In March 2010, TIST members from Uganda and Kenya had the opportunity to engage in a regional exchange to develop Best Practices for building mud stoves. Three members of TIST Kenya went to Uganda for a week, and six TIST trainers from Uganda spent three weeks in Kenya teaching one another their local best practices in building mud stoves. While in Kenya, the Ugandan and Kenyan stove experts teamed up to teach other Kenyan trainers to build mud stoves.
One of the TIST members who went to Uganda on the exchange is an enterprising woman named Salome Mbaabu. Salome is a long-time TIST servant with a heart for community service. She had been building mud stoves in TIST communities since 2007. While in Bushenyi, Uganda, she had the occasion to visit a bakery that used a mud oven built using design principles similar to those of the mud stoves she had been building in kitchens in Meru, Kenya. Salome took careful note of the stove design, and after returning home, she and two of her sons undertook building their own bakery.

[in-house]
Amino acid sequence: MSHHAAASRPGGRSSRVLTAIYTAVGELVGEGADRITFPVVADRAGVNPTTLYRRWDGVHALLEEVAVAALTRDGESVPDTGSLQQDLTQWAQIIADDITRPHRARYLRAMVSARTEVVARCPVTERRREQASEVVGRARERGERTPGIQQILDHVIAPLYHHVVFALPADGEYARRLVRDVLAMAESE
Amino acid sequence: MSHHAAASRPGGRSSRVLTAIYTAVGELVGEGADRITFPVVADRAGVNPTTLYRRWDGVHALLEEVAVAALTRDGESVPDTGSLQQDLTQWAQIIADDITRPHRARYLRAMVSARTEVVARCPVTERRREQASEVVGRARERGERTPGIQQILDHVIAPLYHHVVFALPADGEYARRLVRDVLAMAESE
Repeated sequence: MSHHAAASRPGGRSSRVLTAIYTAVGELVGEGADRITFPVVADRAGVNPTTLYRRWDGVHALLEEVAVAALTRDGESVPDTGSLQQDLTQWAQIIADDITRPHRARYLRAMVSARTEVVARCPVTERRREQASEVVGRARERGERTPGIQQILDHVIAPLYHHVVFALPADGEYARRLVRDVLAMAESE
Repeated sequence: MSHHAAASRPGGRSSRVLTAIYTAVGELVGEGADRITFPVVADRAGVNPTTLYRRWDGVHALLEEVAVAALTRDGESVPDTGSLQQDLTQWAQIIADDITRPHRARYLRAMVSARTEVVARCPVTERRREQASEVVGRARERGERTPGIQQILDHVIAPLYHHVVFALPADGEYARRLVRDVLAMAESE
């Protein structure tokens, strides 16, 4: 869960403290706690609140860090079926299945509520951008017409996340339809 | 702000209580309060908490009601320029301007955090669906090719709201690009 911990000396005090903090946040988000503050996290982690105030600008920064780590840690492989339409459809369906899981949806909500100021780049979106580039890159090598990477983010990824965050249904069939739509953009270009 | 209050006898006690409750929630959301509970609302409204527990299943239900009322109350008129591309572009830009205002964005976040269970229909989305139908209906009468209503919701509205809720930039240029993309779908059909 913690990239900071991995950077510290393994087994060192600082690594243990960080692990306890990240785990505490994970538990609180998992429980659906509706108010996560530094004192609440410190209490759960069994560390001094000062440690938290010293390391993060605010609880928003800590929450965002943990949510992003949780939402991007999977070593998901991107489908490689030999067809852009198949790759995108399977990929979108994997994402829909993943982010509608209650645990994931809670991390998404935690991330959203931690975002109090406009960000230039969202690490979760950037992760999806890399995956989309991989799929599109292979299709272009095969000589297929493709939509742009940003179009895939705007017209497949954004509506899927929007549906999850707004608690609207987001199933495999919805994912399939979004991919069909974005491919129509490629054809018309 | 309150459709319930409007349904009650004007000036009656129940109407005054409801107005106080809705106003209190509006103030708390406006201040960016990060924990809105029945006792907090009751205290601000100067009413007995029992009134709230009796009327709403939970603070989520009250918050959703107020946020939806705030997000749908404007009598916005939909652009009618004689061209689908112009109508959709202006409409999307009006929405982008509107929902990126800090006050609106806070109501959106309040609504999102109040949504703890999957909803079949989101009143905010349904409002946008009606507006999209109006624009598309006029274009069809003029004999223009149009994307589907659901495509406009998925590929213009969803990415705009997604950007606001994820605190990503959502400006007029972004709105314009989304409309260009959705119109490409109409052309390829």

Traditional mud ovens in local bakeries often use so much wood fuel that it is difficult to break even. But with the improved design principles Salome learned while in Uganda, she was able to use less firewood, start a profitable business and have a leg up on her competitors who use traditional non-improved stoves.
Now, years later, Salome and her family have a thriving bakery employing multiple people and deliver her bakery goods to many clients. They are considering adding an additional oven to grow the business. Look for her delicious rolls under the label “M&M” in Meru, Kenya!